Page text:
Hulu apparently has yet another suitor. According to an AllThingsD report, AT&T(s) is in discussions with the Chernin Group about a joint bid on the online TV portal — they figure their combined financial might can meet Hulu’s high asking price.
Why would AT&T, a mobile and wireline phone company, be interested in an online video portal? Through its U-Verse service, AT&T is a video-programming provider selling the equivalent of cable TV to 4.8 million households. It could be interested in Hulu for the same reasons as Time Warner Cable and DirecTV are, to bulk up their TV everywhere services.
But AT&T’s interest in Hulu might stem from much more unexpected place: its mobile division. Video is proving to a very tricky proposition for mobile operators. On the one hand, they’ve built these big fat wireless pipes to carry video, but on the other, they’re still charging per-megabyte rates that makes large-scale video usage prohibitive. Video usage is booming on mobile devices, but for the large part it occurs at home on Wi-Fi not on 3G and 4G networks.
We’re seeing some content provider-carrier deals harking back to the old days of walled garden, for instance Verizon’s exclusive agreement with the NFL to stream all of its games. But I don’t think AT&T is angling to become the exclusive mobile carrier for Hulu – no one would agree to such terms no matter how big AT&T’s investment.
AT&T, however, is keen on testing out the toll-free mobile data business model its been touting for a year, and Hulu would be the perfect guinea pig. The idea is simple: consumers are unwilling to pay the massive mobile data fees required to view lots of mobile video, so carriers would charge the content providers instead. AT&T and Verizon have been promoting this idea of subsidized mobile internet vocally, and entertainment companies like ESPN are reportedly amenable to the idea. But so far there haven’t been any takers.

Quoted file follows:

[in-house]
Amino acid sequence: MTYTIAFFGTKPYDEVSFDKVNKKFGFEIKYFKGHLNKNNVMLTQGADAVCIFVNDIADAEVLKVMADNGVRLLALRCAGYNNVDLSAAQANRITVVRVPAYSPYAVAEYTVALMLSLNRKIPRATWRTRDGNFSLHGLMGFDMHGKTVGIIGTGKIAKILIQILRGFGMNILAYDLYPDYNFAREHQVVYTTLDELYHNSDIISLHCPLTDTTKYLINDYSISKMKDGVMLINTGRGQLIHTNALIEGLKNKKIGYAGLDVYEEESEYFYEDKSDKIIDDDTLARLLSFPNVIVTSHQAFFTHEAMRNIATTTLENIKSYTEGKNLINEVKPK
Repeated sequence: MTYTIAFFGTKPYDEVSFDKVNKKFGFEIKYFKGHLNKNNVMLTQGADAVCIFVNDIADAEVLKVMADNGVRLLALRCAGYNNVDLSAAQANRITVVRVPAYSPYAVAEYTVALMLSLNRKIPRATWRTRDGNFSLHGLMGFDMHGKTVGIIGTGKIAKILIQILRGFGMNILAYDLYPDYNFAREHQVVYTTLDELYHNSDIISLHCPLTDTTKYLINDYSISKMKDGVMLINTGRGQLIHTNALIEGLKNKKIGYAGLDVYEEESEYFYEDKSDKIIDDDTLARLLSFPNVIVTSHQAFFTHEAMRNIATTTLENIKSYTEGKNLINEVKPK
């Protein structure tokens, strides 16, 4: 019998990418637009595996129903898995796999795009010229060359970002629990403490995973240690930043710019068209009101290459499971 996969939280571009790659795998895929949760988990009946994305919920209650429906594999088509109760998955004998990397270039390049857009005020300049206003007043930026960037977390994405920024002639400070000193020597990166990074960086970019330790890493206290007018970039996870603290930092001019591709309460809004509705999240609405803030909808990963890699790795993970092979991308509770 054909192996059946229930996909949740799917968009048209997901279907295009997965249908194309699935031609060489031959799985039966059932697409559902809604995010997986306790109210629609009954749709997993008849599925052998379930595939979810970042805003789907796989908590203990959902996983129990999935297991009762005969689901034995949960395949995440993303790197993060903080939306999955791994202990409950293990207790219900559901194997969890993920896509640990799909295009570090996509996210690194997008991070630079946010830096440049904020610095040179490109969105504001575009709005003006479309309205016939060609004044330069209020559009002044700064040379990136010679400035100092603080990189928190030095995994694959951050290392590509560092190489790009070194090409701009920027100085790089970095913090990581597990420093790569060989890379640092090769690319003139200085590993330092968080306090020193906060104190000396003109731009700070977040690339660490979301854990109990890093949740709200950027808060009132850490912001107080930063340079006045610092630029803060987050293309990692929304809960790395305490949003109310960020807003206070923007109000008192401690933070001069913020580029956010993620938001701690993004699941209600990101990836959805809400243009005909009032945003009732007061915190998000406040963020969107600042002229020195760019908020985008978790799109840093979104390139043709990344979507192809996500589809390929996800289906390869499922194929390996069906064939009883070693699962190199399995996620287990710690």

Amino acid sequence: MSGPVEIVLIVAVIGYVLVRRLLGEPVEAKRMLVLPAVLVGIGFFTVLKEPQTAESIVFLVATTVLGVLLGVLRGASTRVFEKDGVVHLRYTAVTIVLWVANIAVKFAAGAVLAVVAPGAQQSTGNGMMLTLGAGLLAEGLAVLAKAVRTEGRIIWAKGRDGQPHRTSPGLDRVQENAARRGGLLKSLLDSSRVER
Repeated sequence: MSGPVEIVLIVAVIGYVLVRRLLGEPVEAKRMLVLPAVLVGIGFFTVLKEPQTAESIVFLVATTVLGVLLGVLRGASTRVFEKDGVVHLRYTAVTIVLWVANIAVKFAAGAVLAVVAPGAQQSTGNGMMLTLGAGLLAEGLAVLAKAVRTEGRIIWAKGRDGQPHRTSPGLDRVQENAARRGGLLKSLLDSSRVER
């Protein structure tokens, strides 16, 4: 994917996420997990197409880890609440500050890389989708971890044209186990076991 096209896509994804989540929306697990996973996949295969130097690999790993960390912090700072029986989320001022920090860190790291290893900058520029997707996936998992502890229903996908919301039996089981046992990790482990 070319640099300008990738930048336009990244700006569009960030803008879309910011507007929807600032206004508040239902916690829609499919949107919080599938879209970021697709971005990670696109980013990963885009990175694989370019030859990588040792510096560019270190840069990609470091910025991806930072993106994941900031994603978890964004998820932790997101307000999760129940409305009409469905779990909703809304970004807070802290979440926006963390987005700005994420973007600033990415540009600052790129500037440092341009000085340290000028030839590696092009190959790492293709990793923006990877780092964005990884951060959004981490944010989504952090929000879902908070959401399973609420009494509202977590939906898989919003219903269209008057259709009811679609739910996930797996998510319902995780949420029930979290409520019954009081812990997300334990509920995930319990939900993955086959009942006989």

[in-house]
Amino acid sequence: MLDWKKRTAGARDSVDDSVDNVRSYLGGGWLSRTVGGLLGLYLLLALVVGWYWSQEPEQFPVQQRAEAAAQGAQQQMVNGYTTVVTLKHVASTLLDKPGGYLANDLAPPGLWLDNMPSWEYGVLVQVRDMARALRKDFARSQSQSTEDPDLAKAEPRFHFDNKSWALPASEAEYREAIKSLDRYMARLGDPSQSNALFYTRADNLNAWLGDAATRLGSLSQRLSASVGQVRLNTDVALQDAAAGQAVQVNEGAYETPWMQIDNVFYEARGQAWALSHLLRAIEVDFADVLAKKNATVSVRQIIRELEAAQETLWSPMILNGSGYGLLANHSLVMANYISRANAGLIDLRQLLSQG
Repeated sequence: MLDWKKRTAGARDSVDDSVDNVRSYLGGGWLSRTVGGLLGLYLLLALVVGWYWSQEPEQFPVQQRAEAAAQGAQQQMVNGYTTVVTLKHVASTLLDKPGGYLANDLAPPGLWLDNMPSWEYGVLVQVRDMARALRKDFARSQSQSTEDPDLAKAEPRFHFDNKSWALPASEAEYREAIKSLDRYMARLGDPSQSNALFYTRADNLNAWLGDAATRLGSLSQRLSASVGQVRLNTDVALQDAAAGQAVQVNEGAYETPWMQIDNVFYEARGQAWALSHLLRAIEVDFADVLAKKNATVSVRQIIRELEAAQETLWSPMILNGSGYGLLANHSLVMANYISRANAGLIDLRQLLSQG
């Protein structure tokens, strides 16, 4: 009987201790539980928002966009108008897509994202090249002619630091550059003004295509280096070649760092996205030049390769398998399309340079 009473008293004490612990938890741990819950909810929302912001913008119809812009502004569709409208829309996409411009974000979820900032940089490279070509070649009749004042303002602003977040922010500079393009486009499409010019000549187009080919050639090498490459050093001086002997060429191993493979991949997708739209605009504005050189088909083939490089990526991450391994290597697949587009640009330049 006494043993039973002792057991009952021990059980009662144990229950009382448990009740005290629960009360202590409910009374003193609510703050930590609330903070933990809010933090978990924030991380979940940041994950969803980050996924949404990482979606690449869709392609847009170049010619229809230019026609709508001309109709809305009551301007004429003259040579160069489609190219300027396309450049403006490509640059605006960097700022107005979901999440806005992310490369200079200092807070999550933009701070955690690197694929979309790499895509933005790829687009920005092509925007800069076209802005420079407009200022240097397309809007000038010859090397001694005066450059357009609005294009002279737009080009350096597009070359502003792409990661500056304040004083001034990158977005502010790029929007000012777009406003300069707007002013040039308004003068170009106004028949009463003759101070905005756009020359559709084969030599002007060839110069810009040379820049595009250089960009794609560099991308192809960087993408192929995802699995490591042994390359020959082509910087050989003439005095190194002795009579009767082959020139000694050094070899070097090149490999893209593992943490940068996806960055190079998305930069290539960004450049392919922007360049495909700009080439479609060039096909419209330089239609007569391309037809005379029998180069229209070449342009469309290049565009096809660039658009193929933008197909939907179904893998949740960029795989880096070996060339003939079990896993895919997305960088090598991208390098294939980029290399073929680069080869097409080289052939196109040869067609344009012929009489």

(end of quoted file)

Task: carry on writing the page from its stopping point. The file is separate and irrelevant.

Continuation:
By investing in Hulu, AT&T could get one of the world’s most popular online video providers to at least test out its two-sided revenue model. Hulu would pay AT&T for every megabyte of its video traffic traversing Ma Bell’s mobile networks, and AT&T would exempt all Hulu programming from its customers’ data caps.
Financially that seems like robbing Peter to Paul – Any revenue AT&T collects means fewer returns on it Hulu investment. But the deal could have enormous strategic value to both companies. AT&T customers, suddenly finding themselves free to watch CSI:Miami with no restrictions, would start gravitating toward the Hulu service and its subscription fees. AT&T rakes in the data revenue no matter what, and given Hulu’s prominent position in online video, AT&T might see some big subscriber gains as well.
If the project proved successful, then other content providers would be more likely to follow Hulu down this dark path. After all, if consumers are spending all of their mobile time on Hulu, they’re not watching Netflix or YouTube.
This might sound like a great deal for consumers, and to a certain extent it is. Such a model could spur the online video revolution on mobile devices without decimating consumers’ wallets. But as I’ve pointed out before, there could be some big unintended consequences to such a model. It would upset the delicate balance of the mobile internet by favoring the video providers who can afford to pay over those who can’t.